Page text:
Tuesday, December 6, 2016


   Gaijin has shown its players a lot in the last couple of days. As it has been confirmed, Japanese Ground Forces will arrive in the upcoming 1.65 patch. Gaijin has decided to share some of the more interesting vehicles for players to toy with upon their release. Today we will go over the first Japanese anti aircraft tank shown by Gaijin, and what will be one of the first SPAAG’s available to the Japanese, the small but deadly So-Ki.

As far as back as the early 1930's, Japan had been experimenting with anti aircraft mounts on multiple testbeds. From railroad cars to trucks, cars, horses, and especially tanks. In 1938 it was decided to design a new self propelled anti aircraft tank to accommodate the Imperial Army's needs of having a mobile anti air vehicle to aid in protecting troops and armored convoys. The first design that was built was based on a modified Type97 Te-Ke chassis mounting a single Type98 20mm cannon. Under trials, the vehicle was found to be too unstable and could not accurately hit targets. While two prototypes were constructed, the vehicles were scrapped after trials. The Type98 had been the standard light automatic AA cannon used by the Japanese, but due to its low range, the cannon could not hit targets at high-altitude.

However, development of SPAAG’s that could accompany tank units to offer protection from air attacks had not been abandoned. The idea of a mobile anti-aircraft vehicle was given a second wind with the production of the Type2 20mm light anti aircraft cannon. This was a modified Type98 light AA cannon with enhanced muzzle velocity and range. In 1941, Japan decided to retry producing an SPAAG based on an already existing tank platform. The platform which was chosen for the SPAAG was the newly built Type98 Ke-Ni light tank. Two designs were made using this platform, one with open dual mounted 20mm cannons and the other with a single 20mm cannon mounted in a turret. Both designs were labeled as prototype anti aircraft tanks. The dual mounted prototype (second design) received the designation So-Ki, whereas the turreted design received the designation Ta-Se.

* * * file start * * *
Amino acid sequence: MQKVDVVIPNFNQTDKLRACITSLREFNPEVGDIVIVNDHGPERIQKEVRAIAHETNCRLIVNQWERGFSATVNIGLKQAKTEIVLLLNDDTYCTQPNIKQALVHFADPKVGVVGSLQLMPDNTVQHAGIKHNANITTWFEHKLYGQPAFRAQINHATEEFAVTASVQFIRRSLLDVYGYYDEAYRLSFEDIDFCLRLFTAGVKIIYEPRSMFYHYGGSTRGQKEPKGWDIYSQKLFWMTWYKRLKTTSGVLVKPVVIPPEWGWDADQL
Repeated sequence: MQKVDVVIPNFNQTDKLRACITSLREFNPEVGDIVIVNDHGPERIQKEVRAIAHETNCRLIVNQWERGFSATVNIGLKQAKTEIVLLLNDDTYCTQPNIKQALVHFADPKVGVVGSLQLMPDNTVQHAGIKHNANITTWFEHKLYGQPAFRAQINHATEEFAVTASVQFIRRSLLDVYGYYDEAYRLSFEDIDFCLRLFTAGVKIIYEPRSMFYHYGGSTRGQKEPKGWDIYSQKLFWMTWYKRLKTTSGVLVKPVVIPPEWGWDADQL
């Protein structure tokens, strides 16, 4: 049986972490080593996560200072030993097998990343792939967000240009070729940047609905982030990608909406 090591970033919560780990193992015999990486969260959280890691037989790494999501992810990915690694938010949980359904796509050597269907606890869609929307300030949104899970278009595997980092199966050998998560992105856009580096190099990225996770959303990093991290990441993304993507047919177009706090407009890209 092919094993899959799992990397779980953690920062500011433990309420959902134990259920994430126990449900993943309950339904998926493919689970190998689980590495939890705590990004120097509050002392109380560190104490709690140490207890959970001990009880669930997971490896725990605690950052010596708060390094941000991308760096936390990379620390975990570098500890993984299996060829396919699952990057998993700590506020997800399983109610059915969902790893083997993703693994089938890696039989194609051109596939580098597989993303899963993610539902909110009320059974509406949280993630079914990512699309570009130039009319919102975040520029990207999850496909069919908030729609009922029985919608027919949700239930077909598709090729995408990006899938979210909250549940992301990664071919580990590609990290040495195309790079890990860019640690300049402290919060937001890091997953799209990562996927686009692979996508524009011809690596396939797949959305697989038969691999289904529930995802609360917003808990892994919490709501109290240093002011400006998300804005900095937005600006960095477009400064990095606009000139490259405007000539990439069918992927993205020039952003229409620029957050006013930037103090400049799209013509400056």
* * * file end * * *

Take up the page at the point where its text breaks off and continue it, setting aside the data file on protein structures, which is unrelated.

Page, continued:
The Type98 Ke-Ni hull had been altered substantially during the development process, even more so for the second prototype than the first. The turret and roof plating were removed from the Ke-Ni in order to install a superstructure for the tank. While the new plating added kept the original shape of the tank, the new superstructure was somewhat larger. The driver’s position was near the center in the front of the tank, while the AA mount was placed above and behind. A gun-shield was added to offer the gunner protection from small arms fire. In addition, an armour plate was welded on the forward end of the driver's position. The side and rear armor were arranged vertically. A bench for the crew was mounted on the rear of the platform. This bench could also be folded inwards to create a container that could hold up to 20 magazines for the cannons. The total ammo complement was 22 magazines (assuming the cannons were already loaded).

The So-Ki performed well when it came to the gun performance. The Type2 cannon had performed tests with a recorded muzzle velocity of 900 m/s for its AP-T shells, an improvement over the Type 98's muzzle velocity of 830 m/s. However, upon further research into the Japanese National Archive, I have came across a 92 page report detailing the differences between the Type98 and the Type2 cannons, with some graphs reporting the muzzle velocity for the Type2 cannon to reach 970 m/s with it’s AP-T shell. However this is still being looked into as it takes time to process every page word for word. [12/7/16]. The prototype, while successfully tested, was not accepted into service. This was due to the lack of available resources and the restrictions even the improved SPAAG faced. Japan by this point in the war would have needed significantly better gun performance with a higher fire ceiling than that of the Type2 or the Type98.

A common mistake that many tend to make is with the name of this SPAAG. The tank is known as the So-Ki, yet many have confused it with the Type 95 So-Ki, an armored railroad car. The two vehicles are not related. The So-Ki in this case stands for Sokosha, or armored vehicle / car as its chassis is taken directly from the Ke-Ni. The Type 2 20mm also has the nickname Soki, which is not accidental as this gun was developed first for the So-Ki SPAAG.

Weight: 7t
Length: 4.11 m
Height:  2.8 m
Width: 2.12 m
Engine: Mitsubishi Type100
Cylinders: Inline V6 Air-Cooled Diesel
Power Output: 130hp/2100rpm
Max Speed: 50kmh
Armament: x1 Twin Type2 20mm

Gun Shield Armour:
AA Gun Shield: 6mm
Superstrcture - 16mm

Hull Armour:
Front - 16mm
Cheeks - 12mm
Side - 12mm
Roof - 6mm
Rear - 10mm

Front - 30mm
Side - 12mm
Rear - 30mm


  1. If only I had this about 8 hours earlier :) Great article as always mai!

  2. If only we can get the AA on horse back, that would make Japanese tanks stand out even more :D
    Great work as usual! Getting more and more excited for the release of the tanks!

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  5. Thank for your very good article! i always enjoy & read the post you are sharing!


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